Wednesday, December 26th 2012

Does NVIDIA Display Driver Service Make Your System Vulnerable?

An [ethical?] hacker going by the Twitter handle @peterwintrsmith discovered a gaping security hole in NVIDIA's display driver service that allows ordinary local and remote users to gain administrator privileges in Windows. Mr. Winter-Smith posted a description and details of the exploit, in which he describes the NVIDIA Display Device server (NVVSVC) as listening on a pipe (a means by which different processes talk to each other) "pipensvr," which has an null/empty discretionary access control list (DACL, a security whitelist for users/groups), letting ordinary logged in local and remote users (firewall permitting, and the remote admin has a local account) to gain administrator rights to the system. In our opinion, the exploit is plausible, and could cut short winter breaks of a few in Santa Clara.

Source: TechPowerUp Forums
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23 Comments on Does NVIDIA Display Driver Service Make Your System Vulnerable?

#1
tacosRcool
So that means they need to fix it!
Posted on Reply
#2
Aquinus
Resident Wat-man
by: tacosRcool
So that means they need to fix it!
The question is how long has it been there and should nVidia have fixed it (and found it,) before now. I think this is just another example of how drivers are never perfect and is another reason why people shouldn't bash AMD or nVidia for drivers that they've dumped a lot of time and effort into.
Posted on Reply
#3
PopcornMachine
Those darn buggy NVIDIA drivers! When are they going to fix them?


Just kidding. It's a joke. Get it?
Posted on Reply
#4
Jack1n
Does not sound legit.
Posted on Reply
#5
1c3d0g
It might be plausible to exploit this, but come on:
...and the remote admin has a local account...
This alone tells me it would be extremely hard for a hacker to exploit this bug unless they've already infiltrated or otherwise compromised your network elsewhere. :ohwell:
Posted on Reply
#6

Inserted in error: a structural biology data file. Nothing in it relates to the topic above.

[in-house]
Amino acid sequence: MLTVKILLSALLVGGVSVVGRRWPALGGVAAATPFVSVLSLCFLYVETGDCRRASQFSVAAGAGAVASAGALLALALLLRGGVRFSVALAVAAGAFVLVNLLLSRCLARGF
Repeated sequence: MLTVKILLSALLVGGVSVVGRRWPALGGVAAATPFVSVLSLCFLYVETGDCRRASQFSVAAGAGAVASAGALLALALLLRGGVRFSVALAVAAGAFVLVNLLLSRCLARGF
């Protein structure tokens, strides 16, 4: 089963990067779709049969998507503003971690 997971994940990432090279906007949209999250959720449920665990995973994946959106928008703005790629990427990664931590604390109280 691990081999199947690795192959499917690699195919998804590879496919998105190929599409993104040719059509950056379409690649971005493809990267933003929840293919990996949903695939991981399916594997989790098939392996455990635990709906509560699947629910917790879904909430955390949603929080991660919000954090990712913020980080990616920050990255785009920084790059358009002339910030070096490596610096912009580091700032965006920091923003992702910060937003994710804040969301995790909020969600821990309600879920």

newtekie1
Semi-Retired Folder
So let me get this straight. For someone to exploit this vulnerability the following must be true:

  1. The attacker mush know the username and password of an active local user account on the machine.
  2. The firewall has to allow traffic in through whatever port the service is listening on.
You'd have to have a pretty shitty security setup already for this vulnerability to really affect you.
Posted on Reply
#7
W1zzard
1) Put it in a legitimate download that runs on the user's local machine (without admin privileges).
2) Get the current username via code (very easy)
3) Run the exploit, BAM admin
4) Do evil things(tm)
Posted on Reply
#8
TheMailMan78
Big Member
by: W1zzard
1) Put it in a legitimate download that runs on the user's local machine (without admin privileges).
2) Get the current username via code (very easy)
3) Run the exploit, BAM admin
4) Do evil things(tm)
Number one would be the hard part I assume. Someone would have to knowingly allow such an exploit to be installed which would eliminate 99.99999% of legitimate downloads from companies.

Torrents........that's a different story.
Posted on Reply
#9
btarunr
Editor & Senior Moderator
by: TheMailMan78
Number one would be the hard part I assume.
Make something like bronypics.exe, post it on a few adult bbs' and get a million users of your app in a day.
Posted on Reply
#10
Absolution
A few week(s) after AMD announces a patch, nvidia leak is found by an ethical hacker. Maybe this guy was the one who alerted AMD privately..

AMD FANBOI

by: btarunr
Make something like bronypics.exe, post it on a few adult bbs' and get a million users of your app in a day.
:laugh:
Posted on Reply
#11
Ferrum Master